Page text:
Ireland to narrowly miss target to relocate 600 asylum seekers
State has performed well compared with other EU countries, Amnesty says
Amnesty executive director Colm O’Gorman urged Ministers to press for a fairer and more effective solution to Europe’s refugee crisis. Photograph: Cyril Byrne
However, Amnesty International Ireland has pointed out that the country has performed relatively well in settling 552 asylum seekers over the past two years, or 92 per cent of its legal commitment, compared with most EU countries.
To date, it says EU member states have fulfilled less than a third of their asylum relocation promises.
Colm O’Gorman, Amnesty’s executive director, said: “Two years after this scheme was agreed, most EU member states have fundamentally failed refugees and asylum seekers, shirking their responsibilities and leaving thousands abandoned in Italy and Greece.”
He acknowledged the Government’s assertions that delays were not on the Irish end and he urged Ministers to press for a fairer and more effective solution to Europe’s refugee crisis.
“Other EU countries must step up and make good on the promises they made, or risk being taken to the European court and potentially facing tough penalties,” Mr O’Gorman said.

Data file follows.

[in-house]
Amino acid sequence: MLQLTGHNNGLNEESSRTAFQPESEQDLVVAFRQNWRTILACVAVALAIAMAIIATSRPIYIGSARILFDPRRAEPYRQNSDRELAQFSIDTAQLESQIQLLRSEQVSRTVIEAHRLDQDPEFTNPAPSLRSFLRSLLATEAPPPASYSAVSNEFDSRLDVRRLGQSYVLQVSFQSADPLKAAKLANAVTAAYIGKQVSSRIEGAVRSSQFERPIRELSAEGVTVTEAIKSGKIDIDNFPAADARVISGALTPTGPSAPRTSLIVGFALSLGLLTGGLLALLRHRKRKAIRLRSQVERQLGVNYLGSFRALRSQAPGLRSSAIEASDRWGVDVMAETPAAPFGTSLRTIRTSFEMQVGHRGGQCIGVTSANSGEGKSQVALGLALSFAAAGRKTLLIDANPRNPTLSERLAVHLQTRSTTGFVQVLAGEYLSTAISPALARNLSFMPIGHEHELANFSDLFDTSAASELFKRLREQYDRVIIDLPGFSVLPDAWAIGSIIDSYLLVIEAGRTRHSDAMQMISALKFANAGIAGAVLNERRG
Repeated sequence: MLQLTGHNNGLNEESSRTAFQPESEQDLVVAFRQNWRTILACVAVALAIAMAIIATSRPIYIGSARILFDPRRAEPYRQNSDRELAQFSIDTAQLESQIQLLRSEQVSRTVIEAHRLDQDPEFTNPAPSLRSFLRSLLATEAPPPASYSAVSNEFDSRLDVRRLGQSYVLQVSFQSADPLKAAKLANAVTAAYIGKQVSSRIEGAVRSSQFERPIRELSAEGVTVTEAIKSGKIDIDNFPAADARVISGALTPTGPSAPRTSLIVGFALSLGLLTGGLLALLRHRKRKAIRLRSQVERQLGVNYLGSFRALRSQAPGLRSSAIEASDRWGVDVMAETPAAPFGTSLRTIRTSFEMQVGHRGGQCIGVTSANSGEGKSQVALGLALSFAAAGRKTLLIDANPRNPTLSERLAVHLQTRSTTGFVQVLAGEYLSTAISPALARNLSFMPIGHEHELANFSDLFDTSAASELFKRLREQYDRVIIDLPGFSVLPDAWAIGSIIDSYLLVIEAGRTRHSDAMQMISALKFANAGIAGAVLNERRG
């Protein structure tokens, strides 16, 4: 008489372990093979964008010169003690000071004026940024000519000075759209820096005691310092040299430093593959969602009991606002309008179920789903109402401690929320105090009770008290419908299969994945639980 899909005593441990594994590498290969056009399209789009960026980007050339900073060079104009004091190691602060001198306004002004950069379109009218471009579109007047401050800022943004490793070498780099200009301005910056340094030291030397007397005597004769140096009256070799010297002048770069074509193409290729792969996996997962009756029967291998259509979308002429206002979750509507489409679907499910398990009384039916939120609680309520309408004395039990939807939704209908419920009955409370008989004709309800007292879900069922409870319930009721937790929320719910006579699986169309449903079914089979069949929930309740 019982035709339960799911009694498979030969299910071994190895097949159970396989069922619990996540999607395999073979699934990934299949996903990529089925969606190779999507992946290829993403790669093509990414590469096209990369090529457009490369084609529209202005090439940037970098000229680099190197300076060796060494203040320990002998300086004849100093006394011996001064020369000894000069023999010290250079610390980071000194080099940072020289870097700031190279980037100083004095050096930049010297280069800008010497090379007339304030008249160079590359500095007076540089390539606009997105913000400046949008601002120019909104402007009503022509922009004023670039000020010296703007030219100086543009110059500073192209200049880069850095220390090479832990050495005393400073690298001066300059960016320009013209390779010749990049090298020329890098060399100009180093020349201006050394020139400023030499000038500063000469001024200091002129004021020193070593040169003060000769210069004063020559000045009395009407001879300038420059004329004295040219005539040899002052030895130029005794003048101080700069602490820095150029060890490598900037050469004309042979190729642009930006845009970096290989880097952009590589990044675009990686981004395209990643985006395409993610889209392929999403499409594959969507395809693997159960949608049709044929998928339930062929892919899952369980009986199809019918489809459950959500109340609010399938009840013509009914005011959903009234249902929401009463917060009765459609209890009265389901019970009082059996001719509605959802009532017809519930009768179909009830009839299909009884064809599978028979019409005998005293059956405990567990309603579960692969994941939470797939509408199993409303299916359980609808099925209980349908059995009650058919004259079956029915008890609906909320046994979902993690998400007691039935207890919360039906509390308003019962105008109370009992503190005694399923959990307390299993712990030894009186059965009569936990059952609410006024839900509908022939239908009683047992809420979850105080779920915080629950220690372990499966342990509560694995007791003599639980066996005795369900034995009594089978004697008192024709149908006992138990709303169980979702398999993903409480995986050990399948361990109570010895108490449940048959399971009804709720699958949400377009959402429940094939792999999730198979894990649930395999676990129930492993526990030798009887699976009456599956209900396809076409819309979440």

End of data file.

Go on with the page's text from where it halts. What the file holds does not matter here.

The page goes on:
Slovakia, which unsuccessfully challenged the relocation scheme in the European Court of Justice, has accepted just 16 of the 902 asylum seekers it was assigned, while the Czech Republic has relocated 12 of 2,691. Spain has fulfilled just 14 per cent of its quota.
Malta is the only EU country that has fulfilled its quota. Norway and Liechtenstein, who opted in to the scheme voluntarily, have both fulfilled their commitments to relocate 1,500 and 10 asylum seekers, respectively.
Finland has also performed well, welcoming 1,951 asylum seekers, or 94 per cent of its legal commitment.
While the Government initially pledged to accept 600 asylum seekers, it has since gone on to raise this number to 4,000 under an expanded refugee protection programme involving the EU and UNHCR.
Amnesty has welcomed these moves and the Government’s commitment to establish a community sponsorship programme for refugees.
“During a visit to Canada earlier this year, I saw the community sponsorship programme in action. I saw communities coming together with a fantastic sense of purpose to support refugees as they settled into their new lives.
“The programme delivers really positive outcomes for refugees, as well as strengthening, deepening and enriching host communities. People in Ireland have been very generous in their support and solidarity with people forced to flee their homes.
Mr O’Gorman added: “Ireland is a welcoming country; a programme like this allows us to extend a welcome to those who desperately need our support.”